Between my last post on the subject and now, I have been on a voyage with Small Press Publishing. My first post, Small Press Experiments, was written as a promise (or rather a warning) of what was to come. I have a lot to share since my birth in the world of Small Press, a journey of steps each leading ever closer towards the release of the long-awaited first issue of BRICKED magazine. But I shouldn’t jump the gun; in this post, I would like to explore how creating Small Press objects helped serve as a gateway opening into a creative space where I can explore and consolidate my memories.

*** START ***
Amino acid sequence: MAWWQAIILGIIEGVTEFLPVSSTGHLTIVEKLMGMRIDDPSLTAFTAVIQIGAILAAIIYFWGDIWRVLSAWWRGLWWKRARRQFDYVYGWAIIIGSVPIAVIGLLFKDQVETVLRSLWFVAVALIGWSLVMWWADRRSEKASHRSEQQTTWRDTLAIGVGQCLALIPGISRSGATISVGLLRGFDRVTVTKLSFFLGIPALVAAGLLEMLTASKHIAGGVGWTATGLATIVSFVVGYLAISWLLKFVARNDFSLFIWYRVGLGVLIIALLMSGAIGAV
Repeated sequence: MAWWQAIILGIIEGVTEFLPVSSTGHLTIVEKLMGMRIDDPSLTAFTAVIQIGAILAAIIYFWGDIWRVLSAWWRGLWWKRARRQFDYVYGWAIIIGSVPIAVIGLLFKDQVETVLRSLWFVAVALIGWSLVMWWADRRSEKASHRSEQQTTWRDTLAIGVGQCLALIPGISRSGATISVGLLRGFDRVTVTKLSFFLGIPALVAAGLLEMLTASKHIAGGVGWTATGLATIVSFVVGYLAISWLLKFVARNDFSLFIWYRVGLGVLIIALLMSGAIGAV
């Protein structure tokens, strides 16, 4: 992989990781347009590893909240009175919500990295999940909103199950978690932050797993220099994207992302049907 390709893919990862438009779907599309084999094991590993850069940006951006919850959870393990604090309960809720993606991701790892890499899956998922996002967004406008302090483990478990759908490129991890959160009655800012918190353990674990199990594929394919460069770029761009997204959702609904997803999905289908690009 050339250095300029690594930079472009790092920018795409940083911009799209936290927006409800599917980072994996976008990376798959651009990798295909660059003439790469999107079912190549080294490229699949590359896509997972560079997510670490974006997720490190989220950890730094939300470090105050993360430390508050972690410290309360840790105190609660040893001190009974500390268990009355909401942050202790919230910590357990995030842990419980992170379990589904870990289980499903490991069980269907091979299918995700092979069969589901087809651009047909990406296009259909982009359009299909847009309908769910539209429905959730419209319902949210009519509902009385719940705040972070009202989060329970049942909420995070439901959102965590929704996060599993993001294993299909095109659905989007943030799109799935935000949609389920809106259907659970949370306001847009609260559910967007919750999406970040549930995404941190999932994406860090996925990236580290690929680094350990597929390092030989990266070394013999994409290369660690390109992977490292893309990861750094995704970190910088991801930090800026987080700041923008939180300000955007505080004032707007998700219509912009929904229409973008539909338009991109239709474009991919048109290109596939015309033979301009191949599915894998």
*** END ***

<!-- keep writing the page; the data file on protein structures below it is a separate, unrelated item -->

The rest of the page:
Back in the October of 2018, I had a very busy weekend where I was lucky enough to attend both the wedding of my cousin and a very exciting matinee concert hosted by Australian improvisational jazz trio The Necks. Between me wondering through the halls of the 19th century wedding venue, and getting lost in the labyrinth of The Necks’ mesmerizing performance, I had a lot of memories that I was afraid of losing to time. On my way back to University, I sat on the train, looking down the barrel of a ~2hr journey with little to do other than to stare at my memories like paint drying on my mind, cracking, and then eventually peeling. I feel this is an anxiety that I share with many others – the fear that photos are not enough.